The healthy bedtime habits you adopt at bedtime every night have a huge impact on whether or not you’ll fall asleep and stay sleeping throughout the night. In fact, this can often be said about the things you do throughout the entire day too. When you wake up, do you see sunlight right away? Do you exercise? Are you active during the daytime? Do you eat nutritious meals? These all play a role. That said, for the purposes of this article, we’re going to focus specifically on what you do right before you hit the sack.
Building Healthy Bedtime Habits into Your Routine
Creating your healthy bedtime habits, also known as your “sleep hygiene” involves a number of steps that you take before bed as well as in creating our sleeping environment. When you struggle with your sleep quality, it may have to do with mental or physical health issues such as anxiety or pain. However, it might also have to do with issues within your control and that you can start changing right away.
If you’ve been suffering from chronic insomnia, it’s best to speak with your doctor. That way, you can work together to track down the underlying cause of the issue, and you can find the right treatment to overcome that serious medical challenge.
However, if you are aiming to improve the quality of your sleep overall or if you want to get through the occasional sleepless night, creating the right healthy bedtime habits can make a substantial difference.
Use These 10 Tips to Help Get Better Sleep at Night
Apply these healthy bedtime habits to your nightly routine to encourage your body and mind to get to sleep and remain asleep throughout the night.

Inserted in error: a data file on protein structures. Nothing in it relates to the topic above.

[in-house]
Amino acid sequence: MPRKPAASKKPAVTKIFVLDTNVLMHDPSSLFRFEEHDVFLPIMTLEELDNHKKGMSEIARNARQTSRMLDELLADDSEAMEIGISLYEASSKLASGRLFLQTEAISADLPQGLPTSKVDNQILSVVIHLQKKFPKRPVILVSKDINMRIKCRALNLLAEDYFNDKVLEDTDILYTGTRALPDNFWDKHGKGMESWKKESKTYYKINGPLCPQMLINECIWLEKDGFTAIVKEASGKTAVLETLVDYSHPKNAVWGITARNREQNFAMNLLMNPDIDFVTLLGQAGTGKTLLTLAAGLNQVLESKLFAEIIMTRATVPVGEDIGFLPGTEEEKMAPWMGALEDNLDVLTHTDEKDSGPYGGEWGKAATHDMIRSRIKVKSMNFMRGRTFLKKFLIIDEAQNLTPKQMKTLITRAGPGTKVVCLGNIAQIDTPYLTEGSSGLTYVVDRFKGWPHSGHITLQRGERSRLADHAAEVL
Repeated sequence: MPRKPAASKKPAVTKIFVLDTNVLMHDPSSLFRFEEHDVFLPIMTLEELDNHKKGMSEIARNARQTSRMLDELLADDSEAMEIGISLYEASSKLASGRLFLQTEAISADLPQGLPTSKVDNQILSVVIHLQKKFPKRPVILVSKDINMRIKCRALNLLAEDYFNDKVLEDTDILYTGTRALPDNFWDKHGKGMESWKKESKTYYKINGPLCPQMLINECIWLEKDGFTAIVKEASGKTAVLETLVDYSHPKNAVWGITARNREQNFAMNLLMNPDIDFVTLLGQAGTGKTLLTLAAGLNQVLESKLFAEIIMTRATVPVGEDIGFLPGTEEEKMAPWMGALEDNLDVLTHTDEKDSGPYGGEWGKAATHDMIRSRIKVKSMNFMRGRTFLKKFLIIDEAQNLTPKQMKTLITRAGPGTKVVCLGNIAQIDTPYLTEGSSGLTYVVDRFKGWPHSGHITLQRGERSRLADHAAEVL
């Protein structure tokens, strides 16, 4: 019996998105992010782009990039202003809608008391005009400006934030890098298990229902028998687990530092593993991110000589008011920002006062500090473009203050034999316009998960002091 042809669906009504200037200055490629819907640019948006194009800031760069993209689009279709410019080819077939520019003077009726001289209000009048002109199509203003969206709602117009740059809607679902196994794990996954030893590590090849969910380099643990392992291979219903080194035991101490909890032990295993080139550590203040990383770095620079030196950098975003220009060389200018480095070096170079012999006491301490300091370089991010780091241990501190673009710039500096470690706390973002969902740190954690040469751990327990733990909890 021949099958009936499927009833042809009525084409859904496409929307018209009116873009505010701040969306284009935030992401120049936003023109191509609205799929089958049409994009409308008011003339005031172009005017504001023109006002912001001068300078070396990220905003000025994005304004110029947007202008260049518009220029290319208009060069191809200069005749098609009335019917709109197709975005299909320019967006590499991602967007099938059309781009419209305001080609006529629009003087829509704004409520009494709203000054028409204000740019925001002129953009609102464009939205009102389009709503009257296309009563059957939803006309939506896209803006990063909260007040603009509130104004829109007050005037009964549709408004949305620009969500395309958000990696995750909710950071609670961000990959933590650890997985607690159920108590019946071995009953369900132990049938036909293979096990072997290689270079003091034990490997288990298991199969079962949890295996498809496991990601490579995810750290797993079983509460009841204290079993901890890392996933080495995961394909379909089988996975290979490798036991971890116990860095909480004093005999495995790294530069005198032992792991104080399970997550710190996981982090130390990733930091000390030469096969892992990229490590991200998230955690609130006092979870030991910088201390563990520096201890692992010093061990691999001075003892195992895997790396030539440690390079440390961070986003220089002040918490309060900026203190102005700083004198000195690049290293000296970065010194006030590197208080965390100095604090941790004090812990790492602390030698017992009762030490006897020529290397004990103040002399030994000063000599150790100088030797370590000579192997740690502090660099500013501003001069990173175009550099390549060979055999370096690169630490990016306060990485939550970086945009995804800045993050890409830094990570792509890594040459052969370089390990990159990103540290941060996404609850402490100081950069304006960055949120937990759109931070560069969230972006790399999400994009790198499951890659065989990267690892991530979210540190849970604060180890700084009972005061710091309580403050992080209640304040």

- Stick to a sleeping and waking schedule, going to bed and getting up at the same time every day of the week, including weekends.
- Make sure your sleeping and waking schedule gives you enough time to be asleep for at least 7 to 8 hours per night.
- Don’t go to bed if you feel energized and wide awake. Unwind first with calming activities.
- If you don’t fall asleep within 20 minutes of going to bed, get up, do something quiet in dim lighting for a few moments, and head back to bed when you feel more restful.
- Avoid unnecessary light exposure for an hour before bedtime and all night long. Don’t check your phone, turn on bright lighting or watch TV if it is at all avoidable. This light exposure – even for a few seconds – can be detrimental to your body’s natural sleeping and waking hormone and neurotransmitter cycle called your circadian rhythm.
- Create healthy bedtime habits into a routine you follow in the same – or a similar – way every night. This can trigger your brain to know it’s time to shut down each night. For instance, choose dimmer lighting, shut off your devices, have a quick shower, get into your sleep clothes if you wear them, brush your teeth, brush your hair, pray or read for a few minutes, get into bed and turn off the light.
- Support your efforts with a sleep supplement containing only clinically researched ingredients. Use it to help you establish your new routines for sleeping and waking.
- Avoid caffeine and alcohol before bed. This is important to your healthy bedtime habits as both these substances significantly interrupt sleep quality.
- Decrease fluid intake before bed. Stay hydrated all day long, but don’t drink a full glass of water right before bed unless you want to get up a couple of hours later to go to the bathroom.
- Try yoga nidra before going to bed. This isn’t a sleep meditation, but it’s similar. This style of meditating is great as a healthy bedtime habit because while your goal is ultimately to stay awake through the entire session, it prepares your body and mind to be calm and restful, making it easier to fall asleep afterward.